Grant v. Grant, 2016 Tenn. App. LEXIS 327 (May 12, 2016)
So much for clarity. A recent Tennessee appeals court decision hinged on the issue of whether a marketability discount was appropriate in the valuation of the husband’s interests in three real estate development partnerships. In reviewing the trial court’s analysis, the appeals court suggested that the lower court misunderstood the principle behind DLOM but ultimately upheld the lower court’s findings. The resulting decision leaves valuators in a pickle as to when to apply the discount and at what rate.
The trial court adopted the valuations the wife’s expert proposed. It particularly objected to the DLOMs the husband’s expert applied in his valuations, finding the rates too high or altogether inappropriate. The key question underlying the trial court's ruling was whether the husband intended to sell his shares in the businesses. The court found that in regard to one partnership the husband “might be compelled to sell some portion of his assets [in this partnership] to accomplish the property divisions ordered by the Court.” Consequently, it reduced the proposed 18% DLOM to a “slight discount for marketability,” without stating for the record what “slight” meant.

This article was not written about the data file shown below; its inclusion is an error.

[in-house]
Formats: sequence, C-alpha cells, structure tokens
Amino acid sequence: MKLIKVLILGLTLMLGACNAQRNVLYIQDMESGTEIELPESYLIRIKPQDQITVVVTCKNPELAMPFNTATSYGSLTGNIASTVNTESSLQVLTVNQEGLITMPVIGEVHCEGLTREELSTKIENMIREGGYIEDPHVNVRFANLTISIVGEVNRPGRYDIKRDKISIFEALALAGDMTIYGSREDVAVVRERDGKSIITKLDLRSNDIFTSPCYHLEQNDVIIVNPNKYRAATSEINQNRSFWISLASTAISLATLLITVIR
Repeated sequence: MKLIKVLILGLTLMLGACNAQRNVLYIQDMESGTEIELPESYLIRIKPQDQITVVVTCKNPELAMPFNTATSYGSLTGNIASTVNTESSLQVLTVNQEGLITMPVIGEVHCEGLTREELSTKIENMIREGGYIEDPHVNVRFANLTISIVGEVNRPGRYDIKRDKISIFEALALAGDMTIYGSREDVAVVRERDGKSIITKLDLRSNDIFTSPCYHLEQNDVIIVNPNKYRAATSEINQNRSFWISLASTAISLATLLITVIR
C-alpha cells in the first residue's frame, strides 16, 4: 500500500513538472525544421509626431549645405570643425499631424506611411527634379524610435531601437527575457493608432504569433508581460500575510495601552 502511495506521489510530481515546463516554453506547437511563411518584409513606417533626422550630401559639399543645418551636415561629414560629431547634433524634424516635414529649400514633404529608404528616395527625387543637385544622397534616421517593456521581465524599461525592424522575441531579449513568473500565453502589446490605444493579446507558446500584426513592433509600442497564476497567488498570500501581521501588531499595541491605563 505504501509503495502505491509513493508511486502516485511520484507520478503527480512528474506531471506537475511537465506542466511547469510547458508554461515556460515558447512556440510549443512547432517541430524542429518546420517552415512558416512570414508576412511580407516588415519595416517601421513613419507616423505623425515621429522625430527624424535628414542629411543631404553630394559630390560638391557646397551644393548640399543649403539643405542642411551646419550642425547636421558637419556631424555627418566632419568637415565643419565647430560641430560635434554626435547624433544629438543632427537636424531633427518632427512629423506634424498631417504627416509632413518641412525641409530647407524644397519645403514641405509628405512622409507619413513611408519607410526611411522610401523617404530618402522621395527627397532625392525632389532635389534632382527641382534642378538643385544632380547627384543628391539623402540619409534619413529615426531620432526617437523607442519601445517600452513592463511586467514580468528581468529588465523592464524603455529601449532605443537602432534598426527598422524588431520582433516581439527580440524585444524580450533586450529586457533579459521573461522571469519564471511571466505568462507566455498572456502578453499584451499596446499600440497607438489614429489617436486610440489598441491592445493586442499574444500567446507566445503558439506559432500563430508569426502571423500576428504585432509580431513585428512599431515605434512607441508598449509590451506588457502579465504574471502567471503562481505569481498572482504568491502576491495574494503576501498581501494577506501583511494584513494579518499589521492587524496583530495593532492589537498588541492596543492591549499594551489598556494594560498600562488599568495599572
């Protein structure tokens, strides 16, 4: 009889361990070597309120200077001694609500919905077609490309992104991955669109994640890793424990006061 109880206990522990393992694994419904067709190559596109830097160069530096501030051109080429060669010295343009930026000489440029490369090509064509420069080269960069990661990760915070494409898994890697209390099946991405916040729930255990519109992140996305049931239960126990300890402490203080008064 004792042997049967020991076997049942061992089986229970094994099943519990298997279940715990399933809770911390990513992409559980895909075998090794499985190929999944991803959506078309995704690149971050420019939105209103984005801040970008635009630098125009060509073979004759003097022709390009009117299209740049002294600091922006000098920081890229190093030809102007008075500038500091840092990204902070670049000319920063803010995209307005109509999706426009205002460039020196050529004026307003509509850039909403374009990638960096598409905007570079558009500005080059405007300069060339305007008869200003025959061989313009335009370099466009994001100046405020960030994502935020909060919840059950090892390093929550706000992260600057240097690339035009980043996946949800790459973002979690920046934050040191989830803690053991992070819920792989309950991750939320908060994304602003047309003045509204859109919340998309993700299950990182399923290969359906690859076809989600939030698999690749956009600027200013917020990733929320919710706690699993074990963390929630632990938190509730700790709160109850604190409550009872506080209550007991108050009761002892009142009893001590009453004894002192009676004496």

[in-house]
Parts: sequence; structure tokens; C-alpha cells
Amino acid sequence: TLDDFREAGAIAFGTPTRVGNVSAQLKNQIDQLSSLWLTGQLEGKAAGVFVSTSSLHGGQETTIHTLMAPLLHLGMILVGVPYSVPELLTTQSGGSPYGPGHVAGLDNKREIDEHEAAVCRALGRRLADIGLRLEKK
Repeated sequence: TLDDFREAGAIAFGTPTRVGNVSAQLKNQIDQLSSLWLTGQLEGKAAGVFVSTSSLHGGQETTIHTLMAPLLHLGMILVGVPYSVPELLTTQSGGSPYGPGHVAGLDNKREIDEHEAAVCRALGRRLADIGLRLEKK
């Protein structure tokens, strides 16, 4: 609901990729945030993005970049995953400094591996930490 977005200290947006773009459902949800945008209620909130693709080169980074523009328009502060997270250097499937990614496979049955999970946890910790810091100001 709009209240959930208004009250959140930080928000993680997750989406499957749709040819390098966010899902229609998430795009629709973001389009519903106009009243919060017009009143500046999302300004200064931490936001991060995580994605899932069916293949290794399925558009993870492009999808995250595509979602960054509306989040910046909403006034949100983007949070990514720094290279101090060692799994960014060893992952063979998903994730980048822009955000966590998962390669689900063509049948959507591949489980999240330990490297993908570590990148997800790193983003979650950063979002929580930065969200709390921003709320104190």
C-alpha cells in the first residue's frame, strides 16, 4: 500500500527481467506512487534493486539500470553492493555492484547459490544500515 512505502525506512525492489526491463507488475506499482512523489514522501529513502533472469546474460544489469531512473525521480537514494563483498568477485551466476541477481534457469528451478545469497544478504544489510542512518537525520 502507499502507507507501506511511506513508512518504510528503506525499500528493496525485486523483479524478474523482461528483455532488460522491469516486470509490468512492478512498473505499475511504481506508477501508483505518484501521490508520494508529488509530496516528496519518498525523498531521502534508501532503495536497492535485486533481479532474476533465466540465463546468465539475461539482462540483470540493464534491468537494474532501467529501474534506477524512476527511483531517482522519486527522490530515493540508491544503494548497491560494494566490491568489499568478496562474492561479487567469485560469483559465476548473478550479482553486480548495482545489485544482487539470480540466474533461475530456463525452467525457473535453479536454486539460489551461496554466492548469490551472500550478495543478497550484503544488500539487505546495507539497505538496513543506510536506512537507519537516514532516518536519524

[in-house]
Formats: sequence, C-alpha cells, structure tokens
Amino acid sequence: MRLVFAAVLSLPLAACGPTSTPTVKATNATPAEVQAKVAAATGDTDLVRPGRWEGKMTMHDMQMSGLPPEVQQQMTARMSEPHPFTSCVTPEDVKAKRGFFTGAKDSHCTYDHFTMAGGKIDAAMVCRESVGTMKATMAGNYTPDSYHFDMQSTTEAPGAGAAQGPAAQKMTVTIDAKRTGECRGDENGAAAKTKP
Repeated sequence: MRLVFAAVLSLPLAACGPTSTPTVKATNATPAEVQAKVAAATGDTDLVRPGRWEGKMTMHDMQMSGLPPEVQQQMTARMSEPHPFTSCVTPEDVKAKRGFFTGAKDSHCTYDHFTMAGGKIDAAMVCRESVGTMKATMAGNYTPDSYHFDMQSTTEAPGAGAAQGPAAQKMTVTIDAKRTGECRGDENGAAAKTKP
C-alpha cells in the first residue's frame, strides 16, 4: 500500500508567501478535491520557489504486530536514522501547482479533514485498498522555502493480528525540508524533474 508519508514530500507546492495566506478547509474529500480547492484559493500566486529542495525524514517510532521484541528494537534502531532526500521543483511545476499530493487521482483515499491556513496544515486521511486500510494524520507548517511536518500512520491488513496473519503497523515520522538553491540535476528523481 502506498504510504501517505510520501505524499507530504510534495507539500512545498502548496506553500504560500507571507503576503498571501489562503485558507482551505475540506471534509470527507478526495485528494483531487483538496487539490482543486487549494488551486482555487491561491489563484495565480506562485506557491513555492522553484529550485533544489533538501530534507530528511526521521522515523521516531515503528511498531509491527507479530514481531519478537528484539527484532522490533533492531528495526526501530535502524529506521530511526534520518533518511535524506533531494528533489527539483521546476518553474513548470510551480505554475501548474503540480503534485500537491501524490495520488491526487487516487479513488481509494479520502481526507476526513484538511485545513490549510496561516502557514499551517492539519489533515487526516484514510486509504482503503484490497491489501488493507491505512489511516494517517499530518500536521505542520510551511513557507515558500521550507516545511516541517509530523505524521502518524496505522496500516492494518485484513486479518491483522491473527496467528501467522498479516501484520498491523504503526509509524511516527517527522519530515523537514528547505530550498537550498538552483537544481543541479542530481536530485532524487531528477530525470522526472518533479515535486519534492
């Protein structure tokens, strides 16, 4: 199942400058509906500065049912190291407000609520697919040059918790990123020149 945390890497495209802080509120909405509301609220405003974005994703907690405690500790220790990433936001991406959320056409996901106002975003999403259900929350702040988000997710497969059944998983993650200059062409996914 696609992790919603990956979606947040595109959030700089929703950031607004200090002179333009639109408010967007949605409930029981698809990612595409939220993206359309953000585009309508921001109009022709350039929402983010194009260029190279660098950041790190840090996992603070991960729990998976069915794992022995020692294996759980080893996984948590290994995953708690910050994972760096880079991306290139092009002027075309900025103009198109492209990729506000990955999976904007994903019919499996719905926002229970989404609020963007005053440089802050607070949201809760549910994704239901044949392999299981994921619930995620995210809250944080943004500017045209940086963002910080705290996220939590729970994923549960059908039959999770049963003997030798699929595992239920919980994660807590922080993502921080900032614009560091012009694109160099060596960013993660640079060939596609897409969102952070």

As for the other two partnerships, the trial court declined to apply a DLOM because the husband had no intention of selling these interests.
The husband appealed the valuations claiming the trial court erred in its DLOM rulings.
The appeals court observed that valuation experts typically use a marketability discount to reflect that there is no ready market for an interest or that provisions in a partnership agreement restrict a partner’s ability to liquidate his or her interest. “Generally, applicability of the use of a lack of marketability discount depends on the characteristics of the ownership interest being valued, not whether the owner of the interest actually intends to sell the interest,” the appeals court observed.
But this analysis did not stop the appeals court from deferring to the trial court’s findings.
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